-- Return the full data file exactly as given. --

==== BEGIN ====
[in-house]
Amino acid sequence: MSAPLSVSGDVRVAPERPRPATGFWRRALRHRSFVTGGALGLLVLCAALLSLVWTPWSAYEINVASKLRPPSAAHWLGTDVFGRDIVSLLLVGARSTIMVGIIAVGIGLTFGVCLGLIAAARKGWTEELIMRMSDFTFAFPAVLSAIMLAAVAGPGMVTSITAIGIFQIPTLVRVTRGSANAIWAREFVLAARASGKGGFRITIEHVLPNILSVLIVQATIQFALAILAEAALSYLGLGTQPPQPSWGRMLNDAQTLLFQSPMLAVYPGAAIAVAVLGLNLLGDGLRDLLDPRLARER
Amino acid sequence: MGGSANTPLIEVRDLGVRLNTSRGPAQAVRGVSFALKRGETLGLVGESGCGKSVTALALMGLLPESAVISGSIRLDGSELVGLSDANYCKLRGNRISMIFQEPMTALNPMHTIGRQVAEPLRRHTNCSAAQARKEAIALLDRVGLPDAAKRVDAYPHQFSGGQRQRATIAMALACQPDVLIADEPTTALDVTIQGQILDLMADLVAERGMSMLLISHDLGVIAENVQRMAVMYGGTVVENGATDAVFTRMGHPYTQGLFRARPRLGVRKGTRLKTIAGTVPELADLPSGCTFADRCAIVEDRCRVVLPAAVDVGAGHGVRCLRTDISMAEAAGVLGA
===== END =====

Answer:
[in-house]
Amino acid sequence: MSAPLSVSGDVRVAPERPRPATGFWRRALRHRSFVTGGALGLLVLCAALLSLVWTPWSAYEINVASKLRPPSAAHWLGTDVFGRDIVSLLLVGARSTIMVGIIAVGIGLTFGVCLGLIAAARKGWTEELIMRMSDFTFAFPAVLSAIMLAAVAGPGMVTSITAIGIFQIPTLVRVTRGSANAIWAREFVLAARASGKGGFRITIEHVLPNILSVLIVQATIQFALAILAEAALSYLGLGTQPPQPSWGRMLNDAQTLLFQSPMLAVYPGAAIAVAVLGLNLLGDGLRDLLDPRLARER
Amino acid sequence: MGGSANTPLIEVRDLGVRLNTSRGPAQAVRGVSFALKRGETLGLVGESGCGKSVTALALMGLLPESAVISGSIRLDGSELVGLSDANYCKLRGNRISMIFQEPMTALNPMHTIGRQVAEPLRRHTNCSAAQARKEAIALLDRVGLPDAAKRVDAYPHQFSGGQRQRATIAMALACQPDVLIADEPTTALDVTIQGQILDLMADLVAERGMSMLLISHDLGVIAENVQRMAVMYGGTVVENGATDAVFTRMGHPYTQGLFRARPRLGVRKGTRLKTIAGTVPELADLPSGCTFADRCAIVEDRCRVVLPAAVDVGAGHGVRCLRTDISMAEAAGVLGA